Paper on new type of fetal movement monitor published

Niamh’s paper on a new type of fetal movement monitor has been published in PLoS One. You can read the paper here. The work was a collaboration with Dr Ravi Vaidyanathan from Mechanical Engineering at Imperial College, and Mr Christoph Lees (Faculty of Medicine, Department of Surgery & Cancer, Imperial College London), together with other engineering and clinical colleagues.

Fetal movements are an important sign of the health of the baby, but there is currently no objective way to measure the frequency or type of movements outside of a hospital.  A wearable and non-transmitting system capable of sensing fetal movements over extended periods of time would be extremely valuable, not only for monitoring individual fetal health, but also for establishing normal levels of movement in the population at large. In this paper, we introduce a new wearable system based on a novel combination of accelerometers and bespoke acoustic sensors as well as an advanced signal processing architecture to identify and discriminate between types of fetal movements. We validate the system with concurrent ultrasound tests and demonstrate that the garment is capable of both detecting and discriminating the vigorous, whole-body ‘startle’ movements of a fetus. Ongoing work aims to increase the accuracy and specificity of the sensor, bringing us closer to future clinical trials of the device.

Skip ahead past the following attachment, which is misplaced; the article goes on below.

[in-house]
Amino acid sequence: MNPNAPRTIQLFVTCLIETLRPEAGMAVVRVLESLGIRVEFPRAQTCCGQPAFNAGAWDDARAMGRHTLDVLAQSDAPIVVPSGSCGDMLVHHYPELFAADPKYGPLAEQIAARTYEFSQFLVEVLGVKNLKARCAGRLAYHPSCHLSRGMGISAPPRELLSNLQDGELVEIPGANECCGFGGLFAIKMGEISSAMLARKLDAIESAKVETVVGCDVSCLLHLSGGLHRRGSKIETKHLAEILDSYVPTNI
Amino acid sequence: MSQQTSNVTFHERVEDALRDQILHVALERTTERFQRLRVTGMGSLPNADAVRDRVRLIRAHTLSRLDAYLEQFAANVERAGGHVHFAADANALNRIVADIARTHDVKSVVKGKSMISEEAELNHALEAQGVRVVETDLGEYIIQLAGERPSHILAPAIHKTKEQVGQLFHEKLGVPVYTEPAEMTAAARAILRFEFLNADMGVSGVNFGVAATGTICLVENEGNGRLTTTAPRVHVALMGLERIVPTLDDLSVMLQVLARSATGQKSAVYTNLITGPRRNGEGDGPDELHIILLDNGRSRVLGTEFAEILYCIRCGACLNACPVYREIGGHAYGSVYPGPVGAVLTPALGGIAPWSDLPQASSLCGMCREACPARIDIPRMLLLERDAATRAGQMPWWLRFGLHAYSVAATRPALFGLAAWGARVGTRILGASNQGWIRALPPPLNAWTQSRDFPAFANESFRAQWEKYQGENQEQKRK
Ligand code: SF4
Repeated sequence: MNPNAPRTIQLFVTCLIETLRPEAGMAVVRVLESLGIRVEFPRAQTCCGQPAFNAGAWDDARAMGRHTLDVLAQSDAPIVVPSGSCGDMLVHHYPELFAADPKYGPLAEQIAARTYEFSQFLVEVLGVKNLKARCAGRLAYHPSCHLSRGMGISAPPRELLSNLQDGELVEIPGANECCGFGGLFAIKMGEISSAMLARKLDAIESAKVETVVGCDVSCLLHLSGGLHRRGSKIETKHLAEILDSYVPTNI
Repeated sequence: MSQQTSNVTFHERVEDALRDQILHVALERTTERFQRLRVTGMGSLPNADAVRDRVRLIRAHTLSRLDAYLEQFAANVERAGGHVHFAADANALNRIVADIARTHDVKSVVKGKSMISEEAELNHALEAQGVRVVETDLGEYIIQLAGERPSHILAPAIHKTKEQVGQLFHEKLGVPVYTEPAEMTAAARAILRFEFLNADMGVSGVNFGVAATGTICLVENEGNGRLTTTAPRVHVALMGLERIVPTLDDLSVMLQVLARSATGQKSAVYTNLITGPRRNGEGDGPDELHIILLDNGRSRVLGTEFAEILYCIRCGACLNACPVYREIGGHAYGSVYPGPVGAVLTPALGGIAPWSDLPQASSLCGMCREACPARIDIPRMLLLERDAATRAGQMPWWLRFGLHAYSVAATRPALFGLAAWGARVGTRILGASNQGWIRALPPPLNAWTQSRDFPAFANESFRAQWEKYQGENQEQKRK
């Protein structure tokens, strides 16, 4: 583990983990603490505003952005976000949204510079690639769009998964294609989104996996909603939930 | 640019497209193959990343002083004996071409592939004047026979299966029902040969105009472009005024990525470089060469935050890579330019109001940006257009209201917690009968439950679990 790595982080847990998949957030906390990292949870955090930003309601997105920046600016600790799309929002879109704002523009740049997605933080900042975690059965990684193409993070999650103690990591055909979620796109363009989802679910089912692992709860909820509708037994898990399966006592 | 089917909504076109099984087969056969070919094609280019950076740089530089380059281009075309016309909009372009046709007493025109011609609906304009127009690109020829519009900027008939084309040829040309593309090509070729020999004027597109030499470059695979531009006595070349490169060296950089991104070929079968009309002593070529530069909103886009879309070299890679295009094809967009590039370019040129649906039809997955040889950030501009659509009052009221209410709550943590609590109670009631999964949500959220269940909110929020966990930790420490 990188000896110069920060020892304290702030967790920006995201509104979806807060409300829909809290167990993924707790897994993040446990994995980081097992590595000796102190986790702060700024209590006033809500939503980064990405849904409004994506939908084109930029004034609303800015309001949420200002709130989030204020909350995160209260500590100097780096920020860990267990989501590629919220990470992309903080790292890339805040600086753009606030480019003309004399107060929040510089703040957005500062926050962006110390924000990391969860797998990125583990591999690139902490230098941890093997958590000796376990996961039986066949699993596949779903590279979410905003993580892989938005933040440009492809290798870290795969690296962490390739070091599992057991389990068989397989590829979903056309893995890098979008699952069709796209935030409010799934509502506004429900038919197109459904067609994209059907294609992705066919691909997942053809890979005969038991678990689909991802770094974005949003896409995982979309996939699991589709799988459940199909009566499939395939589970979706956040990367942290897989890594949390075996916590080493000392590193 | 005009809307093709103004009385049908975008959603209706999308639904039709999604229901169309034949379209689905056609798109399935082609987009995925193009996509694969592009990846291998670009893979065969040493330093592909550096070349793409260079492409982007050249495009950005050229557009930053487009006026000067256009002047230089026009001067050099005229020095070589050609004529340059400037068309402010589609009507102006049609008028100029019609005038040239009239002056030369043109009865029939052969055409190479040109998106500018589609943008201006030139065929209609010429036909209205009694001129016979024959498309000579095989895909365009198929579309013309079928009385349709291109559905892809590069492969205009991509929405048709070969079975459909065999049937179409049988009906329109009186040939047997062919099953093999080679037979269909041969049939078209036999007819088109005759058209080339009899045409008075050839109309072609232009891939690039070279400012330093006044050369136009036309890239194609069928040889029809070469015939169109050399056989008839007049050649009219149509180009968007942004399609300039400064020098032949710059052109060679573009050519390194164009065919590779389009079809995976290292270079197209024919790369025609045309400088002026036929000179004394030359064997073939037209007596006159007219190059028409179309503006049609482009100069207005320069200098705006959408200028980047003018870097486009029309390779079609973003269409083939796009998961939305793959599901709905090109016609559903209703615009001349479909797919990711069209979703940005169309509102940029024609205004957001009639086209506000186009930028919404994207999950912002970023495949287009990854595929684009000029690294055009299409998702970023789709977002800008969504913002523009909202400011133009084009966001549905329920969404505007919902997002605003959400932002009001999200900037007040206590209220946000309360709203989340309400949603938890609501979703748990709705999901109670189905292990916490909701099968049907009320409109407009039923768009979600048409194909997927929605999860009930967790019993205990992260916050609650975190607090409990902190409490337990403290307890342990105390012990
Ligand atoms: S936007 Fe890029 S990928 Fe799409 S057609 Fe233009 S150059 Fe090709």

The work was featured on the Imperial College website.

Perren Award paper on link between hip dysplasia and fetal movements published

Stefaan’s final and Perren Award winning paper from his postdoc in the Developmental Biomechanics has been published online in the Journal of Biomechanics. In the paper, the effects of different risk factors for hip dysplasia (such as fetal breech position, first born babies and oligohydramnios (reduced amniotic fluid)) on fetal kicks and the stresses and strains in their hip joints are quantified. Kick force, stress and strain were found to be significantly lower in cases of breech position and oligohydramnios. Similarly, firstborn fetuses were found to generate significantly lower kick forces than non-firstborns.